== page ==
BROWN: Yes, you, too.

And OUTFRONT, up next, breaking news, the Senate just voted to overt a government shutdown. What is in the deal to keep the government running and what's not.

Plus, Trump's Mar-a-Lago estate reportedly jacking up its prices for a hot tickets to its New Year's Eve party, the one President Trump traditionally attends. Conflict of interest? We'll see.


[19:45:13] BROWN: Breaking news: the Senate just voted to overt a government shutdown. And this follows the House's lead earlier this afternoon. This comes only one day before the government was going to run out of money and the measure is just a temporary band-aid. Meaning Congress will have to revisit all of this again in a few more weeks.

Sound familiar? Well, it's because this has happened before.

Sunlen Serfaty is OUTFRONT on Capitol Hill.

So, what exactly does this vote actually do, Sunlen?

SUNLEN SERFATY, CNN CONGRESSIONAL CORRESPONDENT: Well, first and foremost, Pam, it funds the government. It keeps it up and running for another month, but it is essentially just a very short term stopgap measure.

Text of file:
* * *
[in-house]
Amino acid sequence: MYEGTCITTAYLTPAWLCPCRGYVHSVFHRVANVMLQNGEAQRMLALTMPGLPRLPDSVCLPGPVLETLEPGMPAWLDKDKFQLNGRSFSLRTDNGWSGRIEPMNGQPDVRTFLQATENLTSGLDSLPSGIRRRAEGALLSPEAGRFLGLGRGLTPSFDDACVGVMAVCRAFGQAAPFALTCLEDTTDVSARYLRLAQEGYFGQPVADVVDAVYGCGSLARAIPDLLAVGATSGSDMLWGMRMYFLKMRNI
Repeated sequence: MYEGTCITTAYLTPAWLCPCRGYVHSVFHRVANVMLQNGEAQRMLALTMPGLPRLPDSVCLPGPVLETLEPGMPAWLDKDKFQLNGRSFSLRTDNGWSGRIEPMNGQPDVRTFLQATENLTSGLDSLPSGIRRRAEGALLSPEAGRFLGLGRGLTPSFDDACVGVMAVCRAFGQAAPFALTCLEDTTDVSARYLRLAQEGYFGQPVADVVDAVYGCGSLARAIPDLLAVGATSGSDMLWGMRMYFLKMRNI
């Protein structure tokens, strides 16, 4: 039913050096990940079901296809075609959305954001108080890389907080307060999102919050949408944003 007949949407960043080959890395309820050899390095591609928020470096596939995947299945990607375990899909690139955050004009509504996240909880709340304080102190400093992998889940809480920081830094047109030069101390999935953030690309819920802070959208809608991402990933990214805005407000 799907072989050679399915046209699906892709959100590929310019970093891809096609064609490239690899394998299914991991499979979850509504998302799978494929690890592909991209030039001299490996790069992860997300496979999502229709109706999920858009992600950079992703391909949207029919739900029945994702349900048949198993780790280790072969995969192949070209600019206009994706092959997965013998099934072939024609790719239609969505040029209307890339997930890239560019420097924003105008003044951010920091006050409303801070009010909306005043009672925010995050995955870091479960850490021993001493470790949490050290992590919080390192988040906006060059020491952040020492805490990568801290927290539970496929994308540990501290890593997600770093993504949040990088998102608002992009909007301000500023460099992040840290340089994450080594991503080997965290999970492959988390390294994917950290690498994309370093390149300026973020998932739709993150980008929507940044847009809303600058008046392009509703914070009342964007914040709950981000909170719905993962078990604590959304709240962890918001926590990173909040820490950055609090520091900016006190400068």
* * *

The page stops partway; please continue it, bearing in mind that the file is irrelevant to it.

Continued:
In the end, it actually ends up being a skinny measure for all the debate that went into this. It keeps the government funded only until January 19th. It includes a short-term reauthorization of the FISA program, the government surveillance program that expires at the end of the year and a short term extension through March, of funding for CHIP, the Children's Health Insurance Program that had already expired this past October.

Now, leading up to this, there had been much debate, a lot of back and forth even among House Republicans squabbling on what could be included and what potentially could get added to the short term CR. In the end, they didn't get much. This is a scaled down proposal. So, a lot of legislation and priorities need to be fought another day.

BROWN: All right. As you mentioned, Sunlen, the CHIP program will only be funded through March.

What are the other top priorities for Congress that aren't addressed in this version?

SERFATY: Yes, a lot of really left in the cutting room floor so to speak. A few of the biggest ones is on DACA. A lot of Democrats pushing hard to get a long-term permanent fix for DACA programs and take care of so-called DREAMers, that will not be included in this.

Also, disaster aid relief. This is something a lot of lawmakers from the states of Florida, California, Texas, who have been hit by natural disasters this year, they were fighting for that to be included in the CR. That will not be included. The House tonight, Pam, went over and voted on a short term -- excuse me, a standalone measure for disaster relief, $81 billion expectation that the Senate could have taken it up, but they did not take it up. Which means the disaster aid will wait until next year.

BROWN: Kicking the can down the road.

All right. Thank you so much, Sunlen Serfaty.